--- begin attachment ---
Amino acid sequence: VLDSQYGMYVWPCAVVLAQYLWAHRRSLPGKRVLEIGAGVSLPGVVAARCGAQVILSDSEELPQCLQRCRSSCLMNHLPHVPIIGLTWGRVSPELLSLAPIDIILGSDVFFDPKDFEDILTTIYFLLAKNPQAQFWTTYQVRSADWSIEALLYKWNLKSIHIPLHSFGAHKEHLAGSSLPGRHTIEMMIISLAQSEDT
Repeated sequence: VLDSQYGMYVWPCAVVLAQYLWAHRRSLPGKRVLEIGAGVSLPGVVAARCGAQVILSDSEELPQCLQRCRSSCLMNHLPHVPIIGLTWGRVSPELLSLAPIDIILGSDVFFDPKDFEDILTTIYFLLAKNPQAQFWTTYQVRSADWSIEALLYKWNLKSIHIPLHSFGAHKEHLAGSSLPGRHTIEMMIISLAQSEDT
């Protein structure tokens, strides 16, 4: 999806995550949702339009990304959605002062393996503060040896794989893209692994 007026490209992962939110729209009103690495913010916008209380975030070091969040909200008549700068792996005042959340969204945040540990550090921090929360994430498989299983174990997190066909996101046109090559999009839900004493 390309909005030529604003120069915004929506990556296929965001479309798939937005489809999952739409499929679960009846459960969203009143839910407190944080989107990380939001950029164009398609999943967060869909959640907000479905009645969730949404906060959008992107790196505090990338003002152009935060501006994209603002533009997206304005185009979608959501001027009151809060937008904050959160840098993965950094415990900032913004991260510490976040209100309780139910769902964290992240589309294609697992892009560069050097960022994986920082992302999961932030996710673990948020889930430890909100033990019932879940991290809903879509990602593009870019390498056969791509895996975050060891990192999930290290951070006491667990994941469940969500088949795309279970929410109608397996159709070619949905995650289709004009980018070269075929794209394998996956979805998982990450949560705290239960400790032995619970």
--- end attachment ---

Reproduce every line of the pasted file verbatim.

Amino acid sequence: VLDSQYGMYVWPCAVVLAQYLWAHRRSLPGKRVLEIGAGVSLPGVVAARCGAQVILSDSEELPQCLQRCRSSCLMNHLPHVPIIGLTWGRVSPELLSLAPIDIILGSDVFFDPKDFEDILTTIYFLLAKNPQAQFWTTYQVRSADWSIEALLYKWNLKSIHIPLHSFGAHKEHLAGSSLPGRHTIEMMIISLAQSEDT
Repeated sequence: VLDSQYGMYVWPCAVVLAQYLWAHRRSLPGKRVLEIGAGVSLPGVVAARCGAQVILSDSEELPQCLQRCRSSCLMNHLPHVPIIGLTWGRVSPELLSLAPIDIILGSDVFFDPKDFEDILTTIYFLLAKNPQAQFWTTYQVRSADWSIEALLYKWNLKSIHIPLHSFGAHKEHLAGSSLPGRHTIEMMIISLAQSEDT
């Protein structure tokens, strides 16, 4: 999806995550949702339009990304959605002062393996503060040896794989893209692994 007026490209992962939110729209009103690495913010916008209380975030070091969040909200008549700068792996005042959340969204945040540990550090921090929360994430498989299983174990997190066909996101046109090559999009839900004493 390309909005030529604003120069915004929506990556296929965001479309798939937005489809999952739409499929679960009846459960969203009143839910407190944080989107990380939001950029164009398609999943967060869909959640907000479905009645969730949404906060959008992107790196505090990338003002152009935060501006994209603002533009997206304005185009979608959501001027009151809060937008904050959160840098993965950094415990900032913004991260510490976040209100309780139910769902964290992240589309294609697992892009560069050097960022994986920082992302999961932030996710673990948020889930430890909100033990019932879940991290809903879509990602593009870019390498056969791509895996975050060891990192999930290290951070006491667990994941469940969500088949795309279970929410109608397996159709070619949905995650289709004009980018070269075929794209394998996956979805998982990450949560705290239960400790032995619970």